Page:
As a photographer, architecture offers many different challenges, especially for the new photographer. Technically, buildings can be very demanding to photograph, but the key in solving this and attaining good images is understanding image distortion and finding the best time to capture the building at its most glamorous moment.
Image distortion: When we look at a standard building, we see lines running horizontal and vertical. These lines often appear distorted and will make your image look warped. Image distortion occurs when we choose the wrong point to take our picture or use the wrong equipment.
With most SLR cameras a certain amount of image distortion will occur. Shooting directly in front of the building will limit your options but will limit the amount of distortion in your image.
View cameras are ideal cameras for architectural photography. They minimise distortion and allow you to shoot from any angle. If you are serious about architectural photography, an investment in a View Camera is something to consider.
Your lens may also make your image look distorted. A wide-angle lens will make the front of the building look massive compared to the rear.
If you are photographing a tall building, don’t shoot too near to the base. This will make the base of the building look too large compared to the top. Find a high advantage point, if possible, to take your picture.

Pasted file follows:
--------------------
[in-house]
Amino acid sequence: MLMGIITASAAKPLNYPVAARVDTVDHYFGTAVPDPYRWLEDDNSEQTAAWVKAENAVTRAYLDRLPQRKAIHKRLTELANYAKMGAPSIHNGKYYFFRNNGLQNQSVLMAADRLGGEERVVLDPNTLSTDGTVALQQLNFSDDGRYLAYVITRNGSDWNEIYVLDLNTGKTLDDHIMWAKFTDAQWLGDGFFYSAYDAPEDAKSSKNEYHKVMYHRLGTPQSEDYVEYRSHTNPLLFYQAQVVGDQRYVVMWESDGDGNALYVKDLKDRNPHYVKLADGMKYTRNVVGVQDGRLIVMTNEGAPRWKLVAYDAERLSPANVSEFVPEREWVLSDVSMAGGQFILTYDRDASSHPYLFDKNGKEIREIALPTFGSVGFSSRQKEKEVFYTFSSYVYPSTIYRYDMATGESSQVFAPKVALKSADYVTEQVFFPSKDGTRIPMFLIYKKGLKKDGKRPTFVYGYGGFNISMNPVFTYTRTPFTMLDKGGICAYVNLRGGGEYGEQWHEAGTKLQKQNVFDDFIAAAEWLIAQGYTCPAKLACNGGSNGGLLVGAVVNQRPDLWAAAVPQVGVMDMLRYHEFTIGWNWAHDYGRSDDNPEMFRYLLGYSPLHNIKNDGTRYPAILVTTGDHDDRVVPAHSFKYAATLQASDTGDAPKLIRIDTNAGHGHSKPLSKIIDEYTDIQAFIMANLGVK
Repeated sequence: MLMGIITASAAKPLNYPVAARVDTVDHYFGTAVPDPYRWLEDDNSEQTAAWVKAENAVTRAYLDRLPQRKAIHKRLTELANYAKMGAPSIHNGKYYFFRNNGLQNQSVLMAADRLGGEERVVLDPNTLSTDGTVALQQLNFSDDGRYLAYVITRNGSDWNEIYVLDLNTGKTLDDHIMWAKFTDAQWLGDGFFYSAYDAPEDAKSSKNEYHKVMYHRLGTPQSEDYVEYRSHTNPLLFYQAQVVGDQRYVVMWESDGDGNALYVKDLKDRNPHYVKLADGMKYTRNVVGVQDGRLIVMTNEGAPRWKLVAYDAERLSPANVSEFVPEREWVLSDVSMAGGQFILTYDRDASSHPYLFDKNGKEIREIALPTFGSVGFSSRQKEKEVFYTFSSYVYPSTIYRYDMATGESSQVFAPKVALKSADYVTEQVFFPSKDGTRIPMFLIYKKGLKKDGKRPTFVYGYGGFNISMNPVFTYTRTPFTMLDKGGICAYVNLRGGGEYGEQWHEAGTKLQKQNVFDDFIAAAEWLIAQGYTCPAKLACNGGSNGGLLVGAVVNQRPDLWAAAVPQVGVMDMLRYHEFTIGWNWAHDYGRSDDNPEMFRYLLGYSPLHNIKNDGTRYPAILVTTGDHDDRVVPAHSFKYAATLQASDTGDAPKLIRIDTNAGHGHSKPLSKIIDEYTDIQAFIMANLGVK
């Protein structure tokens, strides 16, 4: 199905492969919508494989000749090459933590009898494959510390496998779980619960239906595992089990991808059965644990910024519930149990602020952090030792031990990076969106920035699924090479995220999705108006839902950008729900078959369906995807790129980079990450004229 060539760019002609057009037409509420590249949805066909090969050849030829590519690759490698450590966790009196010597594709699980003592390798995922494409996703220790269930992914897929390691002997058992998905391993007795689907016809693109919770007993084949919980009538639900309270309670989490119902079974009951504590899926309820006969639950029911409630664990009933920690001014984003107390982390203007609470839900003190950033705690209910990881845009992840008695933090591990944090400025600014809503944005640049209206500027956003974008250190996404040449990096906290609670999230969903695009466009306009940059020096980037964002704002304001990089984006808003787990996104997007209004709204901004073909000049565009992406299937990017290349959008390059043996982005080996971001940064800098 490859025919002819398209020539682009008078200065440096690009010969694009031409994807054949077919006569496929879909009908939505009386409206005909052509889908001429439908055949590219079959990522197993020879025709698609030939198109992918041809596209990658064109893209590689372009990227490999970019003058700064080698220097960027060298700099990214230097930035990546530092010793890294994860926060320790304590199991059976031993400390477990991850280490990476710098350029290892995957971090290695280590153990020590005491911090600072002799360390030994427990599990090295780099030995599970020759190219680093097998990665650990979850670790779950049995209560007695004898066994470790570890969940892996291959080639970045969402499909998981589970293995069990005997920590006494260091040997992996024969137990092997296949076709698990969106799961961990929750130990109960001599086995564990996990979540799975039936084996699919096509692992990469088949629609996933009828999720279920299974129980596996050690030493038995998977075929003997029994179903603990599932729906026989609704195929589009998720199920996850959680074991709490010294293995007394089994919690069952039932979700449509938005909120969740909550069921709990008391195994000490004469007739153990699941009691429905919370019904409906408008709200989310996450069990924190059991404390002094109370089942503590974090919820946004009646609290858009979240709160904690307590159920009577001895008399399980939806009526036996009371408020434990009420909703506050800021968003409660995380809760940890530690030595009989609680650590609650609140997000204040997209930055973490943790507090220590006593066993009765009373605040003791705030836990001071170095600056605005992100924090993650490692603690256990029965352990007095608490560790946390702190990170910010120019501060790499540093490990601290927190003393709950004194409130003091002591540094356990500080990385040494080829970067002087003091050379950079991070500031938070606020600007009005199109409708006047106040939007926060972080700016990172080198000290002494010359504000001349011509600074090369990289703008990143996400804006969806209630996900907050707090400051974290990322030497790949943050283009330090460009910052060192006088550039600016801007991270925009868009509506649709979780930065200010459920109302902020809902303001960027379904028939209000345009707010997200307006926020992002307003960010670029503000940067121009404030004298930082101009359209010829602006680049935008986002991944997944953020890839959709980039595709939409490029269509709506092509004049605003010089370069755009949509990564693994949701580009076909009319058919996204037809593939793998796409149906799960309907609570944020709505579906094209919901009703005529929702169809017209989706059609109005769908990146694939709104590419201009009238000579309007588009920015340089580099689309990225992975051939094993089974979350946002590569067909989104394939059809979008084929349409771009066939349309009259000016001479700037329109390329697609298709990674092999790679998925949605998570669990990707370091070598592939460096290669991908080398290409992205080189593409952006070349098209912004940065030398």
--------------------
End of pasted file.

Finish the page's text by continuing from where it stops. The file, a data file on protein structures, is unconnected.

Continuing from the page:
Different light brings out different moods in a building. Just as with all other types of photography, studio photography being the exception, the time of day can make a big difference to an image. A building that looks plain and uninteresting during the day can be transformed by lighting at night. Also look out for photos that tell a story such as an office block with a single light on.
Side lighting will create long shadows along the front of the building adding mood to your image.
Back lit buildings are extremely difficult to photograph and are only effective as a photograph when captured as a silhouette.
Most buildings are best captured at night and if possible shoot when there is detail left in the sky. You don’t need the most costly camera gear on the market to get great building pictures at night – bring plenty of film and a good sturdy tripod.
Architectural photography doesn’t finish when the outside of the building is finished. Images of the interior of buildings are also in demand with many agencies. Great care should be taken when photographing the interior as elements within the interior may be distracting to the final image result. Remove any object that may interfere with your image.
Industrial photography is also as demanding and rewarding as any other type of photography. Take extra care when approaching large structures, use standard photography techniques and use the light creatively to add humour and mood.
Architecture photography is very demanding, but the rewards are great for any person that masters the technique. But like all types of photography – practice makes perfect.